2 de julho de 2019

We should stay outraged until all children are back with their parents and family separation is abolished.

In recent days, heartbreaking news reports and photographs have brought to light the fact that the United States government hasn’t stopped separating immigrant families at the border, despite a year-old executive order.

It feels like a sick sort of déjà vu. At this time last year, like many other Americans, I watched in horror as details of family separation emerged: Children in cages, audio recordings of detained children sobbing, begging to call their relatives, as government officials laughed.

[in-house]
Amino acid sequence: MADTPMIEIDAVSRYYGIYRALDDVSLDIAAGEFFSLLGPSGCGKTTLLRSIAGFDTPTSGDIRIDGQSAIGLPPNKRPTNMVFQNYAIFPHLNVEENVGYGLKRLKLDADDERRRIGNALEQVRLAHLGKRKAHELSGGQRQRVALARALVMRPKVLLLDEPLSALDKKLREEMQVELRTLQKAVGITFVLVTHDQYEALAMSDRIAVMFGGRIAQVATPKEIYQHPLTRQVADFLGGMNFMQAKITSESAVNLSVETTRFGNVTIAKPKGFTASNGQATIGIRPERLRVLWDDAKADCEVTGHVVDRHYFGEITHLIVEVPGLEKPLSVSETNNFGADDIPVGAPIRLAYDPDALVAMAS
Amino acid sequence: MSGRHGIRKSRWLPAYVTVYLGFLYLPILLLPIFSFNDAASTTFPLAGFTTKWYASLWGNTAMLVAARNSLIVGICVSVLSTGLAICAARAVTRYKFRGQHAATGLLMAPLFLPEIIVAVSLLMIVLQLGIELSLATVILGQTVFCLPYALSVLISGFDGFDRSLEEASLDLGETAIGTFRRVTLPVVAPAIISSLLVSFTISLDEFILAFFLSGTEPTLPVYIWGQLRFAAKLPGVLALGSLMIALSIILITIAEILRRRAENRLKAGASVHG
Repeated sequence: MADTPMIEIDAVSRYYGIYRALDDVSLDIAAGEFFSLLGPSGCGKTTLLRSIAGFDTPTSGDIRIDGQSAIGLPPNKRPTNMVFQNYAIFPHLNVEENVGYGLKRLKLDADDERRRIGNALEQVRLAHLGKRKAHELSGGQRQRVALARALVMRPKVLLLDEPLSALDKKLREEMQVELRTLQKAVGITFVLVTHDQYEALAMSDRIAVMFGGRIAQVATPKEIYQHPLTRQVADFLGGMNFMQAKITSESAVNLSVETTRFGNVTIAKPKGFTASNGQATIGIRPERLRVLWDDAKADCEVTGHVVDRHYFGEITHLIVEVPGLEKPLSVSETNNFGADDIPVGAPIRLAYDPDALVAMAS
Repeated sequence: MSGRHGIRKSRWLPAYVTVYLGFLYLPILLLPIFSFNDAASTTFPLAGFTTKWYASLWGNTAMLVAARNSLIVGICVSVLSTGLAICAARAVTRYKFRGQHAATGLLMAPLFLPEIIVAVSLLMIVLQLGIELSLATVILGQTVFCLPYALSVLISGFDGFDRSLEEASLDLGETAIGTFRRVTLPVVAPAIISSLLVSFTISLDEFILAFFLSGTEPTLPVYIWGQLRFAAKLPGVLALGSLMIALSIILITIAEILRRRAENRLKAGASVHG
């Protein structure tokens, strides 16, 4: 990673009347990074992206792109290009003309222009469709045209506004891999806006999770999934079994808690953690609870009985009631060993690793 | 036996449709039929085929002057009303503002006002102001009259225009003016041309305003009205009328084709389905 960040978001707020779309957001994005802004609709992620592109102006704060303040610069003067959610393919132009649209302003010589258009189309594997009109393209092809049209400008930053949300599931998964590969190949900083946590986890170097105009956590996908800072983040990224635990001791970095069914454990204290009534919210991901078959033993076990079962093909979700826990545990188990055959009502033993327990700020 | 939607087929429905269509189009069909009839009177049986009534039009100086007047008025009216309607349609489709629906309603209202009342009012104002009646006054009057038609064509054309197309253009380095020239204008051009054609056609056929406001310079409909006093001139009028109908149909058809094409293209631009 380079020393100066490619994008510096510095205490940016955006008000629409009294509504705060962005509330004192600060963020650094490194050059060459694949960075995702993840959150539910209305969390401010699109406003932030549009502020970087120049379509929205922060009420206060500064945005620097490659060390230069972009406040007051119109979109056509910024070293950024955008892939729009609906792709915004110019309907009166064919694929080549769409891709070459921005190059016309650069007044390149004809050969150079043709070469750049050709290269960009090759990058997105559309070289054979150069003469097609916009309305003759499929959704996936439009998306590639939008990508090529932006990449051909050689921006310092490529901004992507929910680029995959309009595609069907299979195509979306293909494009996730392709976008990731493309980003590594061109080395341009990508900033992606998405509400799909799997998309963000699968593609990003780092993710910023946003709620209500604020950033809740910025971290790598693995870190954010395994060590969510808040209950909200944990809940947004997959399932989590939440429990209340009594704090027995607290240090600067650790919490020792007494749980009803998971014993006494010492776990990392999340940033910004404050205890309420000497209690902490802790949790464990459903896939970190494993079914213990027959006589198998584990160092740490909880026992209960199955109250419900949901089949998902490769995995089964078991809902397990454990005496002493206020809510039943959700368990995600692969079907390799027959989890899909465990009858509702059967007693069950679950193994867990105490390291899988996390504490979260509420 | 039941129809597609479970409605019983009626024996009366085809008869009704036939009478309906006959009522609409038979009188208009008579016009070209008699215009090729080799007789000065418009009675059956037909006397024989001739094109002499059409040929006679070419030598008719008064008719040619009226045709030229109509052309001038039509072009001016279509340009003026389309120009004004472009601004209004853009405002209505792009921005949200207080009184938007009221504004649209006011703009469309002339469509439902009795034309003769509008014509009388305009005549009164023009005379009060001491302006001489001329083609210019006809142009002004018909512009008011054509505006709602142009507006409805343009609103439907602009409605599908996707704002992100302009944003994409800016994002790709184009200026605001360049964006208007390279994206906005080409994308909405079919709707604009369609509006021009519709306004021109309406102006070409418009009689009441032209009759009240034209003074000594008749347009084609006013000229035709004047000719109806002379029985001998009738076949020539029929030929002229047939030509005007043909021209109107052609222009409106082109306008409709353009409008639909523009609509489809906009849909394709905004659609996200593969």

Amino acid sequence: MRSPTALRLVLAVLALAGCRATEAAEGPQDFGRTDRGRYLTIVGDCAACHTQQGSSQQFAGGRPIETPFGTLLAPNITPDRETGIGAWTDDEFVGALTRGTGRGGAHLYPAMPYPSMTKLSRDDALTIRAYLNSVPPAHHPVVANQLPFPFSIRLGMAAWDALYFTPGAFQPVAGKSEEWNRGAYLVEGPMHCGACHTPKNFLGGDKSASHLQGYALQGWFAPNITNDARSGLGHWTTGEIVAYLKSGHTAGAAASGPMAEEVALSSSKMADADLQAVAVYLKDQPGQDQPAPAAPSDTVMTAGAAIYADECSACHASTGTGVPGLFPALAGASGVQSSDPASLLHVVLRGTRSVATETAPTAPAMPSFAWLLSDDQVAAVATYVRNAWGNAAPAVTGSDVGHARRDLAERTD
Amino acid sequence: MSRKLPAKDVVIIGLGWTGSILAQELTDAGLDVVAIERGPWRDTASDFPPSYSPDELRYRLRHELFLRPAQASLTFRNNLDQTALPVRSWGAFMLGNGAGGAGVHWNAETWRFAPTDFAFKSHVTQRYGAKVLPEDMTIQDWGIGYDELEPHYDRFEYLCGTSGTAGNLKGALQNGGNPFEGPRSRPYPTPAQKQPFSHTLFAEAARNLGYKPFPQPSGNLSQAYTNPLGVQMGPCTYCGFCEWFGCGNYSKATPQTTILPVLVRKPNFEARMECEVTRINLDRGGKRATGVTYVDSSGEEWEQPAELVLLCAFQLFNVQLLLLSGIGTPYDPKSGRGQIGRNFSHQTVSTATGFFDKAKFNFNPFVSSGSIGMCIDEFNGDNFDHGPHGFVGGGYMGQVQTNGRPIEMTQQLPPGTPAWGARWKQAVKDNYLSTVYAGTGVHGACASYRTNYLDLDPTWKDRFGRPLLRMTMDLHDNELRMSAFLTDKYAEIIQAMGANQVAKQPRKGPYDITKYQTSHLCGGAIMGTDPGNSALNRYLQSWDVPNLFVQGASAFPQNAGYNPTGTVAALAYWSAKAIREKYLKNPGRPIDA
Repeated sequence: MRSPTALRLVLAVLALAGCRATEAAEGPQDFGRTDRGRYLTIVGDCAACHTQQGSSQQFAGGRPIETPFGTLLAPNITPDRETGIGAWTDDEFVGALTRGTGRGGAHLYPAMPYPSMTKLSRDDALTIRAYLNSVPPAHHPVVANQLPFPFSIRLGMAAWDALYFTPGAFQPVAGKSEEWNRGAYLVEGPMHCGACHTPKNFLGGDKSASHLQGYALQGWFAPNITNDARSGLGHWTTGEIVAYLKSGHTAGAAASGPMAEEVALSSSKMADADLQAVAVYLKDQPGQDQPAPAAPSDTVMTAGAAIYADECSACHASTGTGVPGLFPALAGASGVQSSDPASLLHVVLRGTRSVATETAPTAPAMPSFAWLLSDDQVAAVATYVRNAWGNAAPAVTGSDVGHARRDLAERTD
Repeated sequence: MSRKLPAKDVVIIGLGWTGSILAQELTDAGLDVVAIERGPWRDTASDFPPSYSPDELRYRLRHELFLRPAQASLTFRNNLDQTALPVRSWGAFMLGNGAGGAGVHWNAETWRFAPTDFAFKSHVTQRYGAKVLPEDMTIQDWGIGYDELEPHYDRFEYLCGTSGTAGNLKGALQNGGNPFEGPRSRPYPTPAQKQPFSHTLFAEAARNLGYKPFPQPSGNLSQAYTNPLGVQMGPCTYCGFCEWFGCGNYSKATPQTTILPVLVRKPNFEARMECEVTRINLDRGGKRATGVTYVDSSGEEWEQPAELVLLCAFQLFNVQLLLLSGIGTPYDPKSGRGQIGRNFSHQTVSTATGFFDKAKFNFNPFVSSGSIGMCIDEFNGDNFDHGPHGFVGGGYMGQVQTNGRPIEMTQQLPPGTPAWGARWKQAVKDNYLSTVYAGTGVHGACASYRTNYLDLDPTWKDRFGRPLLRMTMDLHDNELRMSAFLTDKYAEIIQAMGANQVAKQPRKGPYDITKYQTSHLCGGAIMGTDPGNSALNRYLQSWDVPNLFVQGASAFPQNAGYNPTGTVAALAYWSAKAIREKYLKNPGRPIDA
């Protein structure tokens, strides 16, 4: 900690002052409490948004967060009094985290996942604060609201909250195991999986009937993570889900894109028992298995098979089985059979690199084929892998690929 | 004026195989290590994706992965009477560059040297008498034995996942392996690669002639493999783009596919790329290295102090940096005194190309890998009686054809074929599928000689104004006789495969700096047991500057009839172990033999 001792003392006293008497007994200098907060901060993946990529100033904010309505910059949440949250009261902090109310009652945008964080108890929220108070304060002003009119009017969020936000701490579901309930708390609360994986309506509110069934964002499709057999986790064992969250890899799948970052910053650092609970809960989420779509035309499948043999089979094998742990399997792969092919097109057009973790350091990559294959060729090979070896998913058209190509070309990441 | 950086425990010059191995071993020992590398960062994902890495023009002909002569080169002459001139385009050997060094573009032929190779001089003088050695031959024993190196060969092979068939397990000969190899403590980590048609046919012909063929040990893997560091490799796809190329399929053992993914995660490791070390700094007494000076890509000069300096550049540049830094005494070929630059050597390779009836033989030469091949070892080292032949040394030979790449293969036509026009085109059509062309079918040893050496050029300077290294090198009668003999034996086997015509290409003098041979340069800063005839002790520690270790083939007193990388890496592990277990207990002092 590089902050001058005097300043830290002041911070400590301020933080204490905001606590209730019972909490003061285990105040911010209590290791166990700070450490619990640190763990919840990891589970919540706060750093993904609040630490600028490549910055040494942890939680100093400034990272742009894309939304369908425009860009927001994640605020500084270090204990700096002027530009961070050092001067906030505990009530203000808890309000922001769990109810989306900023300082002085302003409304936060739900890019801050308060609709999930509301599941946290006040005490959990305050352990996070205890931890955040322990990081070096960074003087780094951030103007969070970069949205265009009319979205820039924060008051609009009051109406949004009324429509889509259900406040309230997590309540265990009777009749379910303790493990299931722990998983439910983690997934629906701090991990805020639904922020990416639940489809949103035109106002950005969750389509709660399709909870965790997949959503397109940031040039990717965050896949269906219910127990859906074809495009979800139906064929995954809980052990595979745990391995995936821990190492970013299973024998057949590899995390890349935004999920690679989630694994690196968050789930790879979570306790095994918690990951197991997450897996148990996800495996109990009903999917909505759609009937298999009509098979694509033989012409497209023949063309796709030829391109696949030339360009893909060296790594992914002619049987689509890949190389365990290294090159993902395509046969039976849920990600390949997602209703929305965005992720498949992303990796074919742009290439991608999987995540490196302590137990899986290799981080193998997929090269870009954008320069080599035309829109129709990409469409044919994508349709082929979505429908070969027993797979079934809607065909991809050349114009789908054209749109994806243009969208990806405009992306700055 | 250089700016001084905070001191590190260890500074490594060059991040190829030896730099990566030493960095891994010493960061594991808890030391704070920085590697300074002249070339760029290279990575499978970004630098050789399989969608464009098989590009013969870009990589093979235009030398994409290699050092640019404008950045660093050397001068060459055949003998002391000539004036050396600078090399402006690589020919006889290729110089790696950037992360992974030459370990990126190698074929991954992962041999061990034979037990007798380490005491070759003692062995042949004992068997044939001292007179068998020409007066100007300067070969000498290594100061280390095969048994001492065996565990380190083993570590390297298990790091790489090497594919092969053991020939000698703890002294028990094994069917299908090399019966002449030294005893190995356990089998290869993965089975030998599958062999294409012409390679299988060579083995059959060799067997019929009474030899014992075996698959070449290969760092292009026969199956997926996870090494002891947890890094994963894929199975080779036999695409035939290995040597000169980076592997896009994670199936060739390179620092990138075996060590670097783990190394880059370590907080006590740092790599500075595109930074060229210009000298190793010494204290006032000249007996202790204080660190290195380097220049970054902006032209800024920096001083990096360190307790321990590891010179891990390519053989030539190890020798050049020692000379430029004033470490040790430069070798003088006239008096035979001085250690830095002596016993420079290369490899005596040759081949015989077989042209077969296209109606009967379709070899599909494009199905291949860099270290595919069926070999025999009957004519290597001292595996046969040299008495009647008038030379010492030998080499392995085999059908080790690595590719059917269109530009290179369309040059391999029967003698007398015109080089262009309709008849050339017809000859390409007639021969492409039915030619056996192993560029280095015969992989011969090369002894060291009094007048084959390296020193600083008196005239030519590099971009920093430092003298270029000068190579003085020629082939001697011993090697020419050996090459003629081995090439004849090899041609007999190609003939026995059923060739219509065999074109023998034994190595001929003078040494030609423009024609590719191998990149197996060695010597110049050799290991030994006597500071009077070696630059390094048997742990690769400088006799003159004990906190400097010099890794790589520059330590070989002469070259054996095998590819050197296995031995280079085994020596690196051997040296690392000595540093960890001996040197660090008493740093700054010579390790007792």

I found myself unable to separate the crisis from my own life, the way we tend to with most horrifying news. Otherwise pleasant parenting tasks became painful reminders. Every time my son cried, I thought of the babies whose mothers weren’t there to comfort them.

I wanted to help in some meaningful way, but was unsure how. Then a friend sent me a Facebook post written by Julie Schwietert Collazo, a mother of three in Queens. She was crowdfunding to raise bond for a mother from Guatemala named Yeni González. Ms. Schwietert Collazo and others organized a caravan of volunteers to drive Ms. González from Arizona, where she had been detained in ICE’s Eloy Detention Center, to New York, where her children had been placed in foster care. Days later, the family was reunited.

Fonte: nytimes.com